Cadmium yellows are a class of inorganic pigments introduced during the middle of the 19th c. and widely employed by modern painters. Recent research has reported the degradation of cadmium yellow paints in important artworks such as The Scream by Edward Munch, raising questions about its triggering factors. To address this issue, we investigated, for the first time, the historical production methods of Winsor & Newton, one of the leading suppliers of artists’ materials. Starting from in-depth documentary research of the Winsor & Newton 19th c. archive database, the foundation for an informed selection of historical preparation methods of these yellow pigments was provided. This allowed us to replicate 19th c. recipes, enabling us to understand better historical synthesis processes and their impact on the properties of cadmium yellow pigments. The pigments prepared, as well as reference pigments, were characterized through surface-sensitive methods in a multi-faceted analytical approach. The results show that pigments synthesized following historical indications present polytype crystal structure and crystal grains and aggregates much smaller than reference pigments. More interestingly, the detection of chlorine ions on particles surface (in the form of Cl bonded to a metal) was possible by X-ray Photoelectron Spectroscopy analysis, allowing its exclusion as an environmental contaminant. Finally, we have observed a strong sensitivity of the photoluminescence emission to pigment crystallite and grain size, an occurrence which may significantly impact on the photo-reactivity of the pigment in artworks.

An investigation into the synthesis of cadmium sulfide pigments for a better understanding of their reactivity in artworks

Ghirardello M.;Comelli D.;Toniolo L.;Dellasega D.;Nessi L.;Cantoni M.;Valentini G.;Nevin A.;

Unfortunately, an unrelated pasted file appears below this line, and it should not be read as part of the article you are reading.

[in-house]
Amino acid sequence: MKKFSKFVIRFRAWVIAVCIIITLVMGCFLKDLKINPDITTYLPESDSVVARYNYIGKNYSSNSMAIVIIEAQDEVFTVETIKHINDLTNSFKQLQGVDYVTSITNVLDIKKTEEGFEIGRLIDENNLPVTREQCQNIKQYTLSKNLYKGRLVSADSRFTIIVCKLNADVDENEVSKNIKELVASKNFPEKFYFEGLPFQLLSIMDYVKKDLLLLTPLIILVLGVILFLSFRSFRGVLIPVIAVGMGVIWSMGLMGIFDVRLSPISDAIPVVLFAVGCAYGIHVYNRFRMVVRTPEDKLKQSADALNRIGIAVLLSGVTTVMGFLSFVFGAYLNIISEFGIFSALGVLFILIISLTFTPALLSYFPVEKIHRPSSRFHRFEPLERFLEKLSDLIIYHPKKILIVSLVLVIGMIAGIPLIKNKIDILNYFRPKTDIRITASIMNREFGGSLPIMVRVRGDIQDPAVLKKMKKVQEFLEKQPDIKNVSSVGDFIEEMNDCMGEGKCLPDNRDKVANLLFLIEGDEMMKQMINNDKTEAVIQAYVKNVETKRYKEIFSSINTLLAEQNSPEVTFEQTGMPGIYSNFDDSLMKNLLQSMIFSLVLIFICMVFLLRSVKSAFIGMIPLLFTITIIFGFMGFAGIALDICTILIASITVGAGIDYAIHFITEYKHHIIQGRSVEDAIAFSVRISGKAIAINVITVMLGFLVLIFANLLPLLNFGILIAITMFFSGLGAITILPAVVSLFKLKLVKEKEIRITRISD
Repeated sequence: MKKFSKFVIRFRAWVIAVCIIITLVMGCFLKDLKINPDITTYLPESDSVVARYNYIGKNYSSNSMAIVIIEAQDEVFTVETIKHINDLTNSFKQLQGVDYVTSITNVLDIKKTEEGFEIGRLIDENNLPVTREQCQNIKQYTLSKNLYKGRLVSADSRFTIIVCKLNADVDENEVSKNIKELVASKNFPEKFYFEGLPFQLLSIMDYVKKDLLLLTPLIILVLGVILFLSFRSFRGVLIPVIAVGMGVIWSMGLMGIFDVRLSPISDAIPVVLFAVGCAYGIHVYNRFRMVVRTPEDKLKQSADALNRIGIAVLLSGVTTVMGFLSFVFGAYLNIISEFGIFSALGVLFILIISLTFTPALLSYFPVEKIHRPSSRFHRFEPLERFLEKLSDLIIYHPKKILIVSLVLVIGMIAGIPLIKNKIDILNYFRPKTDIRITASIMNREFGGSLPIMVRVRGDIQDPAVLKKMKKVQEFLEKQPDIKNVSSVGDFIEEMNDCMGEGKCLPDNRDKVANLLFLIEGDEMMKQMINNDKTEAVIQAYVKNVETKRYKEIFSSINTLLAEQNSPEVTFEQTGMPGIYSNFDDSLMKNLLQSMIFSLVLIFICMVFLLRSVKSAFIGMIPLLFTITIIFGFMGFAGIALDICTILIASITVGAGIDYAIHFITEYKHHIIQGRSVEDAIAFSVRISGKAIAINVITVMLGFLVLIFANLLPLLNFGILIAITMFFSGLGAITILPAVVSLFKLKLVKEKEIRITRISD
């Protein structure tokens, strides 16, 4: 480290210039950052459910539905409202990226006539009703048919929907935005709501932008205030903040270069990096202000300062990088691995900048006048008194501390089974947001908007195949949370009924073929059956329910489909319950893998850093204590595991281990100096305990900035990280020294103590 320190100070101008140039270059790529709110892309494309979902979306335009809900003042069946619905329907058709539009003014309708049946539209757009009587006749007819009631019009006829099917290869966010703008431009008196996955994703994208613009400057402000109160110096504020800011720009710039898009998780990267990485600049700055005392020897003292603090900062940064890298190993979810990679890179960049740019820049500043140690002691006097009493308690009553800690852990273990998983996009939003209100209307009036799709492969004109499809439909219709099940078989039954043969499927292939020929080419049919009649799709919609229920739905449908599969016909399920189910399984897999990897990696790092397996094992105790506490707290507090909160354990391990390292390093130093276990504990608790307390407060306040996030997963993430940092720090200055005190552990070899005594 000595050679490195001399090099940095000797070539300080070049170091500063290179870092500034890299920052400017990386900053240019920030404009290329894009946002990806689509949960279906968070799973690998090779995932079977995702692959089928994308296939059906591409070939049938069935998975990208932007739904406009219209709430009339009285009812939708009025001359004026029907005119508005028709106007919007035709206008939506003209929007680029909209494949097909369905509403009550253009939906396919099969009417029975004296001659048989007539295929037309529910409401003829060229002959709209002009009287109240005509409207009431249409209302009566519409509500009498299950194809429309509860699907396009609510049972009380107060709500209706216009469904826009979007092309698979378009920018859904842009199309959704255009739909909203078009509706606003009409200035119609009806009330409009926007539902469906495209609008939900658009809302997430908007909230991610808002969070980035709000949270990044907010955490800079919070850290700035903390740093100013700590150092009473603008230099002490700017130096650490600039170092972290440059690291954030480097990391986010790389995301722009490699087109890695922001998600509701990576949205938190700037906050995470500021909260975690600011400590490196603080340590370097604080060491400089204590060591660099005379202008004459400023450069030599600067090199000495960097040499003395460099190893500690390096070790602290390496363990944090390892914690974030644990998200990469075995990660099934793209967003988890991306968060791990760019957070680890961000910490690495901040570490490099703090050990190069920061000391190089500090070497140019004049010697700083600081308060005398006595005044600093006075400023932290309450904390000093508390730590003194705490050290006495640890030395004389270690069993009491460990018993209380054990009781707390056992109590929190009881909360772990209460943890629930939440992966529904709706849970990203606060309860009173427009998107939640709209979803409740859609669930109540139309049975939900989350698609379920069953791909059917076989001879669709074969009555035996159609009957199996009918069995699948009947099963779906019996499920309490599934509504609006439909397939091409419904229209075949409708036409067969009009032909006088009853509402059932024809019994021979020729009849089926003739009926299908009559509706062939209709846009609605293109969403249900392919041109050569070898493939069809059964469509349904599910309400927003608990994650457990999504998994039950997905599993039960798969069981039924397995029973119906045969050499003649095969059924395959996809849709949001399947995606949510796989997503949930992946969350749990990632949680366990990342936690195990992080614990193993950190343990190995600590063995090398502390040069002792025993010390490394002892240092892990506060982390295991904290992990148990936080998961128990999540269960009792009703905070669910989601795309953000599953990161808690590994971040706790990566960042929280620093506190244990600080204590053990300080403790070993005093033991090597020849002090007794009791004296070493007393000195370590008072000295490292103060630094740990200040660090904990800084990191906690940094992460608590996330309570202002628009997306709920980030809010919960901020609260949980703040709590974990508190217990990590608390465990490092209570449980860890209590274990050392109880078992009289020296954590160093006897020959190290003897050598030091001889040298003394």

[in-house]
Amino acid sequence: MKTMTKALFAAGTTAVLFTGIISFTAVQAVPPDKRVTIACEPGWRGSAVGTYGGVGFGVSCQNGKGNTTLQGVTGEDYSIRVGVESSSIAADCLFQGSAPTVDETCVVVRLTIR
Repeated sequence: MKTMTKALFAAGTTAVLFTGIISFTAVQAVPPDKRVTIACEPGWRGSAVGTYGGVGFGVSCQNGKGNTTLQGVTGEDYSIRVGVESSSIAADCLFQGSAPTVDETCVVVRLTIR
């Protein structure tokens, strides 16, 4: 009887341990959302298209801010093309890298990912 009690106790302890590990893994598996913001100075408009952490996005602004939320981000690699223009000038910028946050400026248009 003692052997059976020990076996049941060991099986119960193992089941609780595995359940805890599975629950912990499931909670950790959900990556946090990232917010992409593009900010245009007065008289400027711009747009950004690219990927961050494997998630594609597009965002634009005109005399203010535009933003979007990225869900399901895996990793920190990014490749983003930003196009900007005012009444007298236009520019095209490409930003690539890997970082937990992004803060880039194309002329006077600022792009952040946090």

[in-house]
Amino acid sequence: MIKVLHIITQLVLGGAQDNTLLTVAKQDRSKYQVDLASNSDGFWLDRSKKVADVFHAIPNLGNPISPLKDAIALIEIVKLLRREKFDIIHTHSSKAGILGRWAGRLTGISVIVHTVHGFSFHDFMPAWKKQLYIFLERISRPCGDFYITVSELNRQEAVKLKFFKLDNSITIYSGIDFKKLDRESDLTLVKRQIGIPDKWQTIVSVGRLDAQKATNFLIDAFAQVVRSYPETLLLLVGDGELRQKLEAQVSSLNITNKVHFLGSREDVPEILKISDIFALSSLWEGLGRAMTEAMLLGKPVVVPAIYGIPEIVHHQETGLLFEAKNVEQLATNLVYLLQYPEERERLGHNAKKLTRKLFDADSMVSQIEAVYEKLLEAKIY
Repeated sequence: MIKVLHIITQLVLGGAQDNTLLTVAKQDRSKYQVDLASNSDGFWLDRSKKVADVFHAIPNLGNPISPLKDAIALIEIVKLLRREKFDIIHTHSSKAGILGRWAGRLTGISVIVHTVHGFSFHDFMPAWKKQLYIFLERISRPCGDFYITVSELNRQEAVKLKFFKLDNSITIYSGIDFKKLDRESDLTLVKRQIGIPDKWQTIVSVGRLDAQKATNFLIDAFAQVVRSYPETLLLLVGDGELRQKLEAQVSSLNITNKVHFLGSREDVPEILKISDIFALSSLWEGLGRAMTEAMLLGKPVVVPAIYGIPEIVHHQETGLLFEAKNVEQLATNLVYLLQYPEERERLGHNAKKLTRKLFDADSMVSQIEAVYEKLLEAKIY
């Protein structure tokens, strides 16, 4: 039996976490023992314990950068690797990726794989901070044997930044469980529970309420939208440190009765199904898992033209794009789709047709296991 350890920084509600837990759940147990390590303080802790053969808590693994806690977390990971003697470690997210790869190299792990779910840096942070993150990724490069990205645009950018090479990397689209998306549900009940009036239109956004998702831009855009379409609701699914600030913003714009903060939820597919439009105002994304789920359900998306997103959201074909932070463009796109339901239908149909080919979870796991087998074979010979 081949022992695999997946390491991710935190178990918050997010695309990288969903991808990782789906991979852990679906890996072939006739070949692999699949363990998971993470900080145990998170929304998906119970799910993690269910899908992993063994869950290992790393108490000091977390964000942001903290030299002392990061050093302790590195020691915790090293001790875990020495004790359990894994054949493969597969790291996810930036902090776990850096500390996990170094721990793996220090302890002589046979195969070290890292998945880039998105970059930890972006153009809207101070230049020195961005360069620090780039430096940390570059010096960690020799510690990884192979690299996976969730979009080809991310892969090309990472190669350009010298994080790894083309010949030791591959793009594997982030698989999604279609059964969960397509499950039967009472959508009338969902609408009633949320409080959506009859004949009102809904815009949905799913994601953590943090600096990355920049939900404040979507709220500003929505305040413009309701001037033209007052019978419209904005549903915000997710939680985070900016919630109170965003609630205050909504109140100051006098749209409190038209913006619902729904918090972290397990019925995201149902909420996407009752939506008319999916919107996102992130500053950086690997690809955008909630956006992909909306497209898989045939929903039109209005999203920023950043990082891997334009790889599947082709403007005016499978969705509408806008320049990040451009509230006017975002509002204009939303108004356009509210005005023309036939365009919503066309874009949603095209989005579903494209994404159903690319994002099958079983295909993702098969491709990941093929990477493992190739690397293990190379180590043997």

2021-01-01

Abstract

Cadmium yellows are a class of inorganic pigments introduced during the middle of the 19th c. and widely employed by modern painters. Recent research has reported the degradation of cadmium yellow paints in important artworks such as The Scream by Edward Munch, raising questions about its triggering factors. To address this issue, we investigated, for the first time, the historical production methods of Winsor & Newton, one of the leading suppliers of artists’ materials. Starting from in-depth documentary research of the Winsor & Newton 19th c. archive database, the foundation for an informed selection of historical preparation methods of these yellow pigments was provided. This allowed us to replicate 19th c. recipes, enabling us to understand better historical synthesis processes and their impact on the properties of cadmium yellow pigments. The pigments prepared, as well as reference pigments, were characterized through surface-sensitive methods in a multi-faceted analytical approach. The results show that pigments synthesized following historical indications present polytype crystal structure and crystal grains and aggregates much smaller than reference pigments. More interestingly, the detection of chlorine ions on particles surface (in the form of Cl bonded to a metal) was possible by X-ray Photoelectron Spectroscopy analysis, allowing its exclusion as an environmental contaminant. Finally, we have observed a strong sensitivity of the photoluminescence emission to pigment crystallite and grain size, an occurrence which may significantly impact on the photo-reactivity of the pigment in artworks.
2021
Cadmium sulfide
Cadmium yellow
Historical manufacture
Photoluminescence properties
Synthesis design
Winsor & Newton
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Utilizza questo identificativo per citare o creare un link a questo documento: https://hdl.handle.net/11311/1157462
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